Textile Artist Sidnee Snell
What do quilting and engineering have in common?
A lot, according to Portland-based textile artist Sidnee Snell. She creates heavily stitched, complex appliqué quilts based on photographic images. “My quilts are really paintings using fabric and stitch,” she explains.
Snell’s artwork has been exhibited in galleries, museums and art shows nationwide and around the world. She worked as an engineer before switching careers and says she enjoys incorporating her technical background into the creative process.
“The way that I make quilts now is that I interact with the computer and I like that part of it,” says Snell. “I like that the process that I use … encourages me even to use the engineering side of my brain to learn new computer things and at the same time use a very visual loosey-goosey right side kind of thing.”
Snell began sewing when she was a child. She made her first dress at age 11 and has always loved working with fabrics. However, her career path initially took her in a different direction. Snell studied electrical engineering with a computer science emphasis and worked at Hewlett Packard in Corvallis. She left the industry in 1994 and later attended a class with prominent art quilter Nancy Crow. That experience inspired Snell to begin making her own textile art.
Snell creates her quilts by experimenting with photographic images on the computer.
“I take a photo or I have a photo and I think, ‘Oh, I’m going to turn that into a quilt,’” explains Snell. “Even as I do the first level on the computer, I have already changed it from what I thought I was going to do. Then I start making it [the quilt] and it changes some more and it’s like, ‘Oh this is even better!’ I really never know what it is until it’s done.”
To create her unique textile art, Snell hand dyes fabrics into a smorgasbord of colors.
“I get lots and lots of color that I may or may not use in a given piece or ever. But I need to have all of those things to choose from to be able to create something,” says Snell.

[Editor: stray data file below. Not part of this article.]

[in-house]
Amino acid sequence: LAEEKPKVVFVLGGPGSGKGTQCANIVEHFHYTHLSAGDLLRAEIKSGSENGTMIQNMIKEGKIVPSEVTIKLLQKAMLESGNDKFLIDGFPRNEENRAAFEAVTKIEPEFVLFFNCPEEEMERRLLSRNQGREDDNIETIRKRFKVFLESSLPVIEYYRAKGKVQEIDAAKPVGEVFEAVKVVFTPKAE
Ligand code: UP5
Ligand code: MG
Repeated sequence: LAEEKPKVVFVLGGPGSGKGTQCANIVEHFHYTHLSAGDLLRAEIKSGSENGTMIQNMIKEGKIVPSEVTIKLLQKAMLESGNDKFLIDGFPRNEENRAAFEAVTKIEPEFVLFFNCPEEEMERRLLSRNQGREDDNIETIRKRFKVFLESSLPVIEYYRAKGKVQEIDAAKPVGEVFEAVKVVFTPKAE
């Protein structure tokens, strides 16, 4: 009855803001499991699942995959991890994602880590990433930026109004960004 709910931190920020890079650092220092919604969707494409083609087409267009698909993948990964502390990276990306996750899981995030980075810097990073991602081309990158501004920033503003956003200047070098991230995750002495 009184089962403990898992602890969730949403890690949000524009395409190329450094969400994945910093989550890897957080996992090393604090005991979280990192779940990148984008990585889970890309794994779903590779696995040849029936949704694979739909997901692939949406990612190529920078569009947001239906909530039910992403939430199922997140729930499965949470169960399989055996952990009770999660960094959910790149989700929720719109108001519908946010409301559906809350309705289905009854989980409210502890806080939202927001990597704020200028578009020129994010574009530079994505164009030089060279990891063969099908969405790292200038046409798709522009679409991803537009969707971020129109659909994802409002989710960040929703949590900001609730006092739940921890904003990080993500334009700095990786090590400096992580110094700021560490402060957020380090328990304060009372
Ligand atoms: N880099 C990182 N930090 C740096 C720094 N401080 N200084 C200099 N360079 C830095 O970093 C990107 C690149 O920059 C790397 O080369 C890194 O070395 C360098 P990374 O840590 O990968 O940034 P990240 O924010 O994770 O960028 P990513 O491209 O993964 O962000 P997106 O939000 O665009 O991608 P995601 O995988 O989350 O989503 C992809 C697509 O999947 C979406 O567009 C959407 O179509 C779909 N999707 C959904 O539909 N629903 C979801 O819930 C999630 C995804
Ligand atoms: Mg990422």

“I like to use something that is super, super dark so that if you are standing far away and you are looking at this quilt it looks like black,” she adds. “ … But if you are close that black may be a very, very dark green. And that black that may be a dark green is going to vibrate off red differently than a black that’s really a dark purple or a dark blue.”
Snell mostly hand dyes cotton fabric. She uses fiber-reactive dyes in an alkaline environment that is processed from one hour up to overnight. She then rinses the fabric and washes it to set the dye.
Snell explains that color outcomes can be affected by a variety of factors. “It is chemistry and there are so many things that can affect the result: what kind of water you have, the temperature of the water, the temperature in the house,” she says.
As with the way her quilts evolve, Snell’s creative spirit often directs her hand dyeing process. “Sometimes I will look and say I don’t have enough choices in purple. Then of course, I think I’m going to dye purple today so how come I keep picking up the yellow dye? I have one intention, but another thing seems to happen,” she says.
For those interested in hand dyeing fabric, Snell recommends taking a class first. “It is easier once you have seen it and touched it to go and try it out on your own,” she says.
And she reminds beginners not to worry about specific color results.
“I would say as far as coloring fabric is concerned, the most important thing is to just relax and have a good time with it.”
Sidnee Snell’s quilts are on display at the Guardino Gallery now through August 26. She will share her passion for textile art in an artist talk on August 16 at 2 p.m. at the Gallery. And you can learn more about Sidnee Snell when she is profiled on Oregon Art Beat next season.